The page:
Zone of Interest: Enter at Your Own Risk

My day started off rather prophetically when I saw an absolute heinous Vogue article by a young mother who just can’t stand playing with her toddler son. UGH! I thought. There is no justice that ungrateful brats can have children while others who really want them go through painstaking In vitro procedures to no avail. And this feeling of disgust was just the tip of the iceberg as my day went on to the cinema…

The Zone of Interest was written originally written by novelist Martin Amis. Researching I noticed that Amis died just last year at 73 in Florida, no less. Being a life long smoker is what caused his life ending cancer.

The film, directed by Jonathan Glazer, who you may know by his other creepy films: Sexy Beast and Under the Skin, the two I’ve seen and ‘enjoyed’. The Zone of Interest has garnered Glazer his first Oscar nomination (actually two-director and adapted screenplay).

And on that note, let’s continue with this soul crushing film. I am not sure how Sandra Huller got conned into playing such a despicable role, nor the actor who plays her husband, Christian Friedel.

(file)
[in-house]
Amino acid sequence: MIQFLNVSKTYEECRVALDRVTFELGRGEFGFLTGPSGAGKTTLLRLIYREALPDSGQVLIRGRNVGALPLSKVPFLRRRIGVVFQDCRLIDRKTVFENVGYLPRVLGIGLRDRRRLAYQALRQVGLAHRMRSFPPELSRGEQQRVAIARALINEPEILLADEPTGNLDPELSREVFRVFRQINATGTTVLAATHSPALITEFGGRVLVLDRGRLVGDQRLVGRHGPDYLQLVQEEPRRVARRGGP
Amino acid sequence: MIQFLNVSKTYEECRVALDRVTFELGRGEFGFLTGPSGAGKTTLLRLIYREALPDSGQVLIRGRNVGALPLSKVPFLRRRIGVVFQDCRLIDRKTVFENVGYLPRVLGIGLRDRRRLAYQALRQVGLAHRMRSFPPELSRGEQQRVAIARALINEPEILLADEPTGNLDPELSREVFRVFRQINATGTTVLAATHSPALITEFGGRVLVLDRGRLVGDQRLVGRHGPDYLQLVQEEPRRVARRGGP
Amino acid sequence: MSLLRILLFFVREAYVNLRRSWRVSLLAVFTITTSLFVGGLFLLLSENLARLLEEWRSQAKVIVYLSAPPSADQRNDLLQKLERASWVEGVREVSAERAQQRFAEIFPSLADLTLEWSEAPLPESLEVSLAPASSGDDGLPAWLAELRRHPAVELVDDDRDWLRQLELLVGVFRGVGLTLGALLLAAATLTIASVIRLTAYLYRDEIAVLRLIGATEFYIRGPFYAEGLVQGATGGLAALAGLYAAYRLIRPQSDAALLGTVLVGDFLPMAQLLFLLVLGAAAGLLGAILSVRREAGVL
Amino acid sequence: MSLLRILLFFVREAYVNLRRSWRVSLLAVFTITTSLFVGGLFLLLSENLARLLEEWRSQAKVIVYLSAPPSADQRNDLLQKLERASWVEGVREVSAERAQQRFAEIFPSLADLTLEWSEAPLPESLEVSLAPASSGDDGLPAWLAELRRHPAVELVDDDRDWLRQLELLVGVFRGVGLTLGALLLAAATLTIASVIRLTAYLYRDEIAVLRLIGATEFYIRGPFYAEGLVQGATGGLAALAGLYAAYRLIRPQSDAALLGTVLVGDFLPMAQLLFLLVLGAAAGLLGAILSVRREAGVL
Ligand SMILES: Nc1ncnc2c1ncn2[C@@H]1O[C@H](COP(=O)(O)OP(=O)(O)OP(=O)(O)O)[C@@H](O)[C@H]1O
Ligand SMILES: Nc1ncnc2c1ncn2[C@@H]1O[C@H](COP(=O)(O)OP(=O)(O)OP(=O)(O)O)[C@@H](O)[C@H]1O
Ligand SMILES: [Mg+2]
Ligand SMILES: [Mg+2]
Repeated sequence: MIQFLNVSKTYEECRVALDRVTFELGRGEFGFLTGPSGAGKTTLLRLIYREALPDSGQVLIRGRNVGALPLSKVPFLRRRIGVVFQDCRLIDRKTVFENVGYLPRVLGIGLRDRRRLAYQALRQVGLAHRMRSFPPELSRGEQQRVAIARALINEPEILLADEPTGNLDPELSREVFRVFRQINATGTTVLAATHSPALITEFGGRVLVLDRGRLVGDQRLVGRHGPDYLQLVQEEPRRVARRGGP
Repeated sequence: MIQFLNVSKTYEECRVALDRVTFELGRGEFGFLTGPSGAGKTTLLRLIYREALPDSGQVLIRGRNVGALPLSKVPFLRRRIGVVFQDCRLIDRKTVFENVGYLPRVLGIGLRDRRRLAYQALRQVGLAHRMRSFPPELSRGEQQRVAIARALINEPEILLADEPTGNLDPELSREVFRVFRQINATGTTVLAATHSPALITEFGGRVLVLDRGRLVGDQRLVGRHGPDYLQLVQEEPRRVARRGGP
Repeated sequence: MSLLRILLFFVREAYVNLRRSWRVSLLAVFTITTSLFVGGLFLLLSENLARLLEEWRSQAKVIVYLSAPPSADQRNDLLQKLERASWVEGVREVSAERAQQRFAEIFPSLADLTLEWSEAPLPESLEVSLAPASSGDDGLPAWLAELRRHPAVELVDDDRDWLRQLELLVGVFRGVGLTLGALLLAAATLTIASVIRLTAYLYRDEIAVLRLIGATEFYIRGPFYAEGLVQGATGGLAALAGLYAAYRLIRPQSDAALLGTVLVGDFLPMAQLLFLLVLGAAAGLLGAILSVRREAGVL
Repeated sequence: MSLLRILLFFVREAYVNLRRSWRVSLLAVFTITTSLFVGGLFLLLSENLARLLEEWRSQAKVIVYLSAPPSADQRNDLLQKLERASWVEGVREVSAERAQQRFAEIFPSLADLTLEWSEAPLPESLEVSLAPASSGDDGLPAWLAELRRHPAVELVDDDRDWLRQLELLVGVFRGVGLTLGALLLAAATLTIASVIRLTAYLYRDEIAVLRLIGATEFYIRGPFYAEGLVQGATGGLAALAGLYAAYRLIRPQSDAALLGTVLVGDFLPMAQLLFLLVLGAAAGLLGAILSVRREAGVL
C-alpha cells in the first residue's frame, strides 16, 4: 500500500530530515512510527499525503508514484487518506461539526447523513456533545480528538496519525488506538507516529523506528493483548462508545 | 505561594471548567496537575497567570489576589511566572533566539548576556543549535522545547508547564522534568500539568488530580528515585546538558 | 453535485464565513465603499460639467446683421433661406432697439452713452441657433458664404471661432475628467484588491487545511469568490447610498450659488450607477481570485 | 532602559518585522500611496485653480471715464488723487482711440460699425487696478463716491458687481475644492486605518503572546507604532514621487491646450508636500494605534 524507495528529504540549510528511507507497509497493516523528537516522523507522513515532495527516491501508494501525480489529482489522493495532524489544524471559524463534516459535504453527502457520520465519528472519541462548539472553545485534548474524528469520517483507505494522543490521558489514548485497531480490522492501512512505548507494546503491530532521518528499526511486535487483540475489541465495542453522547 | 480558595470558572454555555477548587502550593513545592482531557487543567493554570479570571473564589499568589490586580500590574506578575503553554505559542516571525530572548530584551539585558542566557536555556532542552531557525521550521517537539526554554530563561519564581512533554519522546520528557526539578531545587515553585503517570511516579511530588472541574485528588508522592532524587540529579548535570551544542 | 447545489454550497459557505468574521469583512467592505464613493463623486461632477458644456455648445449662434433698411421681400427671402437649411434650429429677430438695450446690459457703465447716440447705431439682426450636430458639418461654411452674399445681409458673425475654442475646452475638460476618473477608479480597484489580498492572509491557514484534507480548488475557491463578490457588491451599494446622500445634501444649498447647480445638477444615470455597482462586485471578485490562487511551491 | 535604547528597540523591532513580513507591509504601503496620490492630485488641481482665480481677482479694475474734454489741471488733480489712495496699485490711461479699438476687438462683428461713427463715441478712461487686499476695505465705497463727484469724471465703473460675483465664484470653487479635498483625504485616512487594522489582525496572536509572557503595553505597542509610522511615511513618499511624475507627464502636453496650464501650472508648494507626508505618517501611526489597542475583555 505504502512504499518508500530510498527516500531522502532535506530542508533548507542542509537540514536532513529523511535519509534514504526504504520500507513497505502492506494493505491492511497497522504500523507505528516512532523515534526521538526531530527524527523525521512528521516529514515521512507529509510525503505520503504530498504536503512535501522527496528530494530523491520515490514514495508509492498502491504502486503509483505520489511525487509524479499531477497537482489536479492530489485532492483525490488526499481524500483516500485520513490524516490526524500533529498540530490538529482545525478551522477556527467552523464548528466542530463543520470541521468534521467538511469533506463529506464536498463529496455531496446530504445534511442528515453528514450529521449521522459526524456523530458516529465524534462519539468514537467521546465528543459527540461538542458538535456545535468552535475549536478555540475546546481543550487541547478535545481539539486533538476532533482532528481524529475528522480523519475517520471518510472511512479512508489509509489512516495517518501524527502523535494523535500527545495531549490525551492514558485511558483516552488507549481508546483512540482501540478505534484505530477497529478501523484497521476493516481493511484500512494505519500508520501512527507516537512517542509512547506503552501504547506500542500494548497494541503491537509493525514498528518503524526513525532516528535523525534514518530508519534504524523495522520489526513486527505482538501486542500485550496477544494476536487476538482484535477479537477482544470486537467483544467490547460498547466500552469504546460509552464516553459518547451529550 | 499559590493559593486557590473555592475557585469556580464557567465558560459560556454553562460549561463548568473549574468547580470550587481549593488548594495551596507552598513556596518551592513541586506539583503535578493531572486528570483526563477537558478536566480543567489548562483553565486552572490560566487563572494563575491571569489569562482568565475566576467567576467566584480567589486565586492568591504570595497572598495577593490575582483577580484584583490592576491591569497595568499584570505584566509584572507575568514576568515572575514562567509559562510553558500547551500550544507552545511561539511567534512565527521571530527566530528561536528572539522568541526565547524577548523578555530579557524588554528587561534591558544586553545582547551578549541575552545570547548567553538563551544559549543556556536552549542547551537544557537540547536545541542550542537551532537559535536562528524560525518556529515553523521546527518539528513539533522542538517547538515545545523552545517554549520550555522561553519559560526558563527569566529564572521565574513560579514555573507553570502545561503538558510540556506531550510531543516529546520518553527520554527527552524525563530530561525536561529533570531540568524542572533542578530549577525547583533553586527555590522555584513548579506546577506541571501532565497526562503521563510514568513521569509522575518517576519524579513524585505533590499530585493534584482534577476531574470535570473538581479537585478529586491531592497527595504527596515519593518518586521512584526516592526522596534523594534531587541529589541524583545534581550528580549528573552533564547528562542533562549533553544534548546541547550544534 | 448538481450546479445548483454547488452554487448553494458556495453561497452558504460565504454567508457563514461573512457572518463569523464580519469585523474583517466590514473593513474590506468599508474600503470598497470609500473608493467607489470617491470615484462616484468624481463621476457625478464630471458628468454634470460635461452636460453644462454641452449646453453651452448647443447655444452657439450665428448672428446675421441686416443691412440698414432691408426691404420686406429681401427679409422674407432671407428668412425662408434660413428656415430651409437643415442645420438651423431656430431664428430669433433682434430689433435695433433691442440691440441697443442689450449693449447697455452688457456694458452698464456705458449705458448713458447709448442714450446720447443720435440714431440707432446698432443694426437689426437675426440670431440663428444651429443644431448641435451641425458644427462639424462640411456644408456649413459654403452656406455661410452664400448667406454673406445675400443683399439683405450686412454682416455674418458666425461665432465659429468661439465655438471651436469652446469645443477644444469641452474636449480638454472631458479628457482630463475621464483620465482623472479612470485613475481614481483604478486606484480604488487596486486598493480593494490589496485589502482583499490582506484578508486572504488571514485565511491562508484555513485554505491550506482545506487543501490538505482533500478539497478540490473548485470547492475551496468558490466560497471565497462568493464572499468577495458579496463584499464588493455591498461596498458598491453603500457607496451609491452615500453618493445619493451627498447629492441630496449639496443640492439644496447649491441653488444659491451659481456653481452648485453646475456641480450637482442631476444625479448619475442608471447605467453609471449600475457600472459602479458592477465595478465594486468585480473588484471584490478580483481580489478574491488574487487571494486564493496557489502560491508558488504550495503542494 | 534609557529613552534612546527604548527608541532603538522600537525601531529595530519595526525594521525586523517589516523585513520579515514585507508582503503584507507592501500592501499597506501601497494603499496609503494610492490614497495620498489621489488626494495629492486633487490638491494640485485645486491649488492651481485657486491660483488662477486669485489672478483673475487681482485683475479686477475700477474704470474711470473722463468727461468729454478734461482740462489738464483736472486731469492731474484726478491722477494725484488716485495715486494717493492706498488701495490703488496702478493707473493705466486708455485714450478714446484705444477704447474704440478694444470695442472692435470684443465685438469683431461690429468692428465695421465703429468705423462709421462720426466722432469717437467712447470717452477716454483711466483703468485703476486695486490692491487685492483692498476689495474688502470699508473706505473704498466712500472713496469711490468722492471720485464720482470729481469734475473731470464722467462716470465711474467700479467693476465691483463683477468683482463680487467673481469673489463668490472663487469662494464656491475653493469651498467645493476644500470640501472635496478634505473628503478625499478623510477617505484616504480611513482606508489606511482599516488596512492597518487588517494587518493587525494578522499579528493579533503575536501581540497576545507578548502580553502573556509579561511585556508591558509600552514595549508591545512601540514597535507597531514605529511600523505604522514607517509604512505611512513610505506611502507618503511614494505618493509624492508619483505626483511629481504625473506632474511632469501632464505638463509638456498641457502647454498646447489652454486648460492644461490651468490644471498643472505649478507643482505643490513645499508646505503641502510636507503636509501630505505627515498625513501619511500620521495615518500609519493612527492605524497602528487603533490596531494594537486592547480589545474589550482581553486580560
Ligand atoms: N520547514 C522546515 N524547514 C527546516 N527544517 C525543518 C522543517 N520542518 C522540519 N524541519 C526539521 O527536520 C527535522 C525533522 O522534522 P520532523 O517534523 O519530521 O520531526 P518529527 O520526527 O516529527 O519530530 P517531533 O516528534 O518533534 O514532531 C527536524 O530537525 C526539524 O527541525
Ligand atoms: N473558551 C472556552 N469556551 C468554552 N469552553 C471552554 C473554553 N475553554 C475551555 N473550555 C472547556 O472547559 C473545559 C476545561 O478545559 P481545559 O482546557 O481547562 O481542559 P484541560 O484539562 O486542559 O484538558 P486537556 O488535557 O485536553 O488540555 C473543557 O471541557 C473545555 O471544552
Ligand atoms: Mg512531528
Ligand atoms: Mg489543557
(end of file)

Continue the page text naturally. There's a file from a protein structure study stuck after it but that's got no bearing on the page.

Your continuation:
From an acting standpoint, everyone hit their mark. While my love for Huller never let me forget who she is, I was still completely immersed in hers and all the performances. Storytelling was mostly impeccable, but I confess I need to research the middle insertions of thermal imaging filming of a young girl planting apples into the ashes the ashes.

Certainly I did understand all the metaphors, the aimless black dog symbolizing rampant evil and hatred, the young child crying constantly as symbol of what’s going on next door, the sinister older brother who locks his brother in the ‘hothouse’ who’s future trajectory we can see a mile away, following in his father’s evil footsteps. The hothouse an enclosure full of life while the ovens next door are capsules full of death. The excess of food juxtaposing the starvation of the Jewish people. The love for a horse and the celebrations of birthdays where life next door is disposed of without a thought.
The most troubling aspect of the film, besides the extreme selfishness of Huller’s Helga, is the sound. We don’t have to see bodies being snuffed out next door because we can see it, almost smell it, through the smoke, screams and ashes of the sound effects.

Glazer’s film is effective with a capital E. Does this make it award worthy? I suppose.

By Goldie

Aspiring writer who has retired from the institution of education. I've written plays, three of which have been performed both in Rochester NY and here in Sarasota FL. I also write stand up and obviously, film critique. My comment section does not work, so please email me your comments at

Leave a comment

Your email address will not be published. Required fields are marked *

Unable to load the Are You a Human PlayThru™. Please contact the site owner to report the problem.